301. Minutes of the Tenth Meeting of the Delegation to the United Nations General Assembly, New York, October 25, 1955, 9:30 a.m.2


[Here follows discussion of Administrative Tribunal judgments.]

Race Conflict in South Africa

Congressman Merrow then asked Mr. Sisco3 to outline our position on the “Race Conflict in South Africa” item which was scheduled to come up in the Ad Hoc Committee that week.

Mr. Sisco pointed out that the South African Government had long followed a policy of segregation against 9,000,000 Negroes in the Union of South Africa as well as 1,500,000 people of mixed blood and about 350,000 Asians, mainly Indians. The National Party now in power had embarked upon a policy of discrimination manifested in the Groups Areas Act.4 The question of Apartheid had been on the General Assembly’s agenda since 1952, Mr. Sisco explained. In that year the General Assembly set up a commission of three members to keep the question under review and to make recommendations about how the situation could be improved. Each year, Mr. Sisco said, the Committee had submitted a report but no fruitful achievements had resulted. The Committee report had for this year concluded: 1) that Apartheid created hardships and tensions [Page 776] and was in conflict with Articles 55 and 56 of the Charter, and 2) that while the Apartheid policy was still in force it was being implemented at a slower pace.5 Mr. Sisco said, parenthetically, that the State Department analysis did not agree with this latter conclusion. The Commission had suggested as steps which might bring about an improvement in the situation: 1) more frequent contacts among the different races in South Africa and 2) UN technical experts who might be able to give useful advice upon the racial question.

The South African Government took the position that the UN lacked competence to discuss this question on the ground that it fell solely within the domestic jurisdiction of South Africa. Asian and African delegations felt on the contrary, that the UN was fully competent to deal with the matter. We had taken the position since 1953, Mr. Sisco explained, that the question should be approached with great caution. We had felt that the issue should be dealt with as a broad social problem and not merely as a question involving South Africa alone. Furthermore, we questioned the wisdom of continuing the life of the Commission on the grounds that it had not been effective in finding a constructive solution. We also had certain doubts as to competence. Congressman Merrow planned in the Ad Hoc Committee to make a statement affirming our opposition to racial discrimination and outlining our own failures and achievements in this field. Congressman Merrow would then make clear our willingness to support some kind of general resolution on this item.6 The Indians had suggested that the present Commission be replaced by a rapporteur, who would be charged with reviewing developments on this question. Without taking the lead ourselves, Mr. Sisco said, we would like to see a resolution that would end the Commission on the ground that it had not been effective and which would not require that the item be placed automatically on the agenda of the eleventh General Assembly. A few Latin American Delegations, Mr. Sisco said, tended to favor the appointment of an official, possibly from the Secretariat, who would receive information but would not be required automatically to report to the next General Assembly.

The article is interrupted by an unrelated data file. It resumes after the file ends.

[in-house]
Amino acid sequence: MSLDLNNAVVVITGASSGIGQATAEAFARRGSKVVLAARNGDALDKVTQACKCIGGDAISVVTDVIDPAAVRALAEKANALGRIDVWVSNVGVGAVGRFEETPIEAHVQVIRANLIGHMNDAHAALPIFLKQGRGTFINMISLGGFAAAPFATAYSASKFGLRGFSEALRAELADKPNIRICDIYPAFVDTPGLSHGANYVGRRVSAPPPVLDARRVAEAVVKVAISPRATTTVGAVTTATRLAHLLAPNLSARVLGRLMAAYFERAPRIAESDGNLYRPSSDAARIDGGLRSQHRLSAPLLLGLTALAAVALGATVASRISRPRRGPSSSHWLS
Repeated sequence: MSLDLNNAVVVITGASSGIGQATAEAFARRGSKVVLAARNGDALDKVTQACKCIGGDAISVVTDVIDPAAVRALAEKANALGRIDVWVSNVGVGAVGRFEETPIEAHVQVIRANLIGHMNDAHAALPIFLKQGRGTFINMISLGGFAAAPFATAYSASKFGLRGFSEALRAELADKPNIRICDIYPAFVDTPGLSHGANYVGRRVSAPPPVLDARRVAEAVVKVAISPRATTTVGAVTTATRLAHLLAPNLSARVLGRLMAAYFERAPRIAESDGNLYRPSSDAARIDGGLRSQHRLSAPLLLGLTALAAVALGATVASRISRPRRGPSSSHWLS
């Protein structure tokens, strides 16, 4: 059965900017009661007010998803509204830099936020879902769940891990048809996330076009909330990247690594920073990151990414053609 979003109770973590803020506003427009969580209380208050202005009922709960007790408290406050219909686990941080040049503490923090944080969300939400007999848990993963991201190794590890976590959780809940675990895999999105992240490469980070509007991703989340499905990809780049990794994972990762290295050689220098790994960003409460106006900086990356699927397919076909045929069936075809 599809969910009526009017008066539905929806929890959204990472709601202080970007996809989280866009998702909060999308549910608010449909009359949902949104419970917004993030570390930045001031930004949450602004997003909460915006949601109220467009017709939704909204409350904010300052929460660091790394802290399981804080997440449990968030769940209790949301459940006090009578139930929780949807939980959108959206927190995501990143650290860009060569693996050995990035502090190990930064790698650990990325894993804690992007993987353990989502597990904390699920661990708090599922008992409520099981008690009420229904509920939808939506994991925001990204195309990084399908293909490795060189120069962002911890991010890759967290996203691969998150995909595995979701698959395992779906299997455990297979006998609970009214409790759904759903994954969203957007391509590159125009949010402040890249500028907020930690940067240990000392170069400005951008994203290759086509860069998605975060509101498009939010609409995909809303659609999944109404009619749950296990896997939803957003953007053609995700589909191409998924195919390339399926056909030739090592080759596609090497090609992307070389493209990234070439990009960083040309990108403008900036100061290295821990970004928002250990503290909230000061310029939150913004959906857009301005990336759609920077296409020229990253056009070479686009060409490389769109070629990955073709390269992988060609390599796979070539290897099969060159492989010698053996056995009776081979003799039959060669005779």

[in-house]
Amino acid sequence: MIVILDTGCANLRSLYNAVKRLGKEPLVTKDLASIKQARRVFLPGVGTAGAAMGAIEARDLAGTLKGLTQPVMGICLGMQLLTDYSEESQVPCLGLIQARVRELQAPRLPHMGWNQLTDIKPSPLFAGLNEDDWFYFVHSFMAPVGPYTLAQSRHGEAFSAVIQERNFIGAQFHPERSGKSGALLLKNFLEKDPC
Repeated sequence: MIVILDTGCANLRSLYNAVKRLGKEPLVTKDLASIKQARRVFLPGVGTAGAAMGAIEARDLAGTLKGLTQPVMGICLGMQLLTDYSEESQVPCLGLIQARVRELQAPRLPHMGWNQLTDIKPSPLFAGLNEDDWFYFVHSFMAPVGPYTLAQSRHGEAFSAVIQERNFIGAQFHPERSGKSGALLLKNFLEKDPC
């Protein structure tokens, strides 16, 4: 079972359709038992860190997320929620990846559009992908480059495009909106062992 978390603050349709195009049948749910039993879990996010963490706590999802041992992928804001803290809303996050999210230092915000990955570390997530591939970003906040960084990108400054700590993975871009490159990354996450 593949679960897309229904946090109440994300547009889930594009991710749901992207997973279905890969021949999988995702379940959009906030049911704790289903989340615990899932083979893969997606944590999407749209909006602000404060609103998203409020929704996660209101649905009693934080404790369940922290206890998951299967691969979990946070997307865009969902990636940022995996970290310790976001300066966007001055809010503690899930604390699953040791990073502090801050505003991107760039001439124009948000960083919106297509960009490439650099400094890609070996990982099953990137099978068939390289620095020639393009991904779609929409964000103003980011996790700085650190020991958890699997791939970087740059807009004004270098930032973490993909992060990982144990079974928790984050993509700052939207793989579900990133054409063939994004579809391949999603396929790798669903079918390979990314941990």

Mr. Sisco noted that the South African Delegation had withdrawn from the Ad Hoc Committee yesterday but had announced that it reserved the right to be present to vote on any resolution on [Page 777] this matter. Our position would depend primarily on the type of resolutions tabled by the Indians and the Latin Americans.

Mr. Bell7 asked how we could reconcile our position on this question with our position on Algeria since on the face of it both involved intervention in domestic affairs. Mr. Sisco said that he had asked Mr. Meeker8 before the meeting to prepare a legal memorandum on the question of competence, and that Mr. Meeker was prepared to address himself to this point.

Mr. Meeker explained that our position on South Africa rested on Articles 55 and 56 of the Charter, which stated as a purpose of the UN the promotion of respect for and observance of human rights and fundamental freedoms without distinction as to race, sex, language or religion, and obligated UN Members to take joint and separate action in cooperation with the Organization for the achievement of this purpose. This obligation of UN Members was a matter of international and not domestic concern. Apartheid, Mr. Meeker continued, was not an isolated episode but a whole course of policy regarding racial discrimination. Thus the issue arose as to whether South Africa was not living up to its Charter obligations; under Article 10 of the Charter “the General Assembly may discuss any questions or any matters within the scope of the present Charter … and … may make recommendations to the Members of the United Nations … ”9 The Algerian question differed from the South African question because the sponsors of the Algerian complaint showed that their object was a General Assembly resolution calling for a new constitutional law of the French Republic which would change the status of Algeria in relation to France. In the South African item there was no question of altering the South African constitution, but rather a complaint that South Africa was not living up to its human rights obligations under the Charter. There was thus a distinction, albeit a difficult one.